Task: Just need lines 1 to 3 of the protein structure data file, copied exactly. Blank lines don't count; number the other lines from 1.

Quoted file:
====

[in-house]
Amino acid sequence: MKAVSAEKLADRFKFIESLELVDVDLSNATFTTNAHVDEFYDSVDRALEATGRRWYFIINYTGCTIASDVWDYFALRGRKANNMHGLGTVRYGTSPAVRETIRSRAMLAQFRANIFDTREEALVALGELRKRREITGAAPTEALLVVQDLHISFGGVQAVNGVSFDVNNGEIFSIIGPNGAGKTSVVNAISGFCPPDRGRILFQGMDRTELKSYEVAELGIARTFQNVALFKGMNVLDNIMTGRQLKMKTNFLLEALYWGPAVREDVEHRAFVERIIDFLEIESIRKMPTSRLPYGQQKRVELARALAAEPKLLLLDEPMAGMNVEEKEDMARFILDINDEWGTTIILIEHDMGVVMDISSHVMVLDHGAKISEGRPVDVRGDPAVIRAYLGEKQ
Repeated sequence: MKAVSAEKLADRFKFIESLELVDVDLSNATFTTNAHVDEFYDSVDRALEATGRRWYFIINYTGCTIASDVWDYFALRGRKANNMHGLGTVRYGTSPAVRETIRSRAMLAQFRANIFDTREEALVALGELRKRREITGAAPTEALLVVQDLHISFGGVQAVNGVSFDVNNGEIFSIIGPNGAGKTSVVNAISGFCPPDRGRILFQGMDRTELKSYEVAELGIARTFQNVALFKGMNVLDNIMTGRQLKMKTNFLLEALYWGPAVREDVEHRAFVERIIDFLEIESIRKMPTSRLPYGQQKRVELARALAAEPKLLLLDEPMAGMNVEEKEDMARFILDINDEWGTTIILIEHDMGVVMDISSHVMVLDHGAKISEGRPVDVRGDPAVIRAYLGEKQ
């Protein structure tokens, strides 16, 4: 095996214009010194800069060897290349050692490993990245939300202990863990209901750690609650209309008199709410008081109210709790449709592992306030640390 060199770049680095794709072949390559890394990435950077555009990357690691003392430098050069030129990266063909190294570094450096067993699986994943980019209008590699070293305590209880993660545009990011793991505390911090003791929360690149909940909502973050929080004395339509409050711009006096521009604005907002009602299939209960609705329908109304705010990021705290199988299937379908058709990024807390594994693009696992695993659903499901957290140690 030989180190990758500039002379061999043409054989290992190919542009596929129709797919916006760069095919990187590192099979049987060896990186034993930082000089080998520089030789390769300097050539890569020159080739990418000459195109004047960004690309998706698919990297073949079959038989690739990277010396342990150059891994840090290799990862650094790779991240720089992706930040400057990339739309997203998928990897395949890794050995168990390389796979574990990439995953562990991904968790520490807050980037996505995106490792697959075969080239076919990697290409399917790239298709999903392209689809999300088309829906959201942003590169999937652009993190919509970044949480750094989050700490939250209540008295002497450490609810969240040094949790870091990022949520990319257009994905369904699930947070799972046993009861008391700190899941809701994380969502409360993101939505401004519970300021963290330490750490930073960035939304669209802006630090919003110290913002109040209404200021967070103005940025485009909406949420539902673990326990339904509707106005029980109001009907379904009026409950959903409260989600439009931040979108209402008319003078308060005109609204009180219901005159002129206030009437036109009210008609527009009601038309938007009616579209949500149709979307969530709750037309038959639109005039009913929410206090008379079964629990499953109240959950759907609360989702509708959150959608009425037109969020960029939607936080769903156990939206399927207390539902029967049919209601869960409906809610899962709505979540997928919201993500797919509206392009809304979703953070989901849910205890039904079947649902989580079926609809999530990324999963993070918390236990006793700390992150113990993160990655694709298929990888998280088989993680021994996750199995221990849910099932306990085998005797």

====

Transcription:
[in-house]
Amino acid sequence: MKAVSAEKLADRFKFIESLELVDVDLSNATFTTNAHVDEFYDSVDRALEATGRRWYFIINYTGCTIASDVWDYFALRGRKANNMHGLGTVRYGTSPAVRETIRSRAMLAQFRANIFDTREEALVALGELRKRREITGAAPTEALLVVQDLHISFGGVQAVNGVSFDVNNGEIFSIIGPNGAGKTSVVNAISGFCPPDRGRILFQGMDRTELKSYEVAELGIARTFQNVALFKGMNVLDNIMTGRQLKMKTNFLLEALYWGPAVREDVEHRAFVERIIDFLEIESIRKMPTSRLPYGQQKRVELARALAAEPKLLLLDEPMAGMNVEEKEDMARFILDINDEWGTTIILIEHDMGVVMDISSHVMVLDHGAKISEGRPVDVRGDPAVIRAYLGEKQ
Repeated sequence: MKAVSAEKLADRFKFIESLELVDVDLSNATFTTNAHVDEFYDSVDRALEATGRRWYFIINYTGCTIASDVWDYFALRGRKANNMHGLGTVRYGTSPAVRETIRSRAMLAQFRANIFDTREEALVALGELRKRREITGAAPTEALLVVQDLHISFGGVQAVNGVSFDVNNGEIFSIIGPNGAGKTSVVNAISGFCPPDRGRILFQGMDRTELKSYEVAELGIARTFQNVALFKGMNVLDNIMTGRQLKMKTNFLLEALYWGPAVREDVEHRAFVERIIDFLEIESIRKMPTSRLPYGQQKRVELARALAAEPKLLLLDEPMAGMNVEEKEDMARFILDINDEWGTTIILIEHDMGVVMDISSHVMVLDHGAKISEGRPVDVRGDPAVIRAYLGEKQ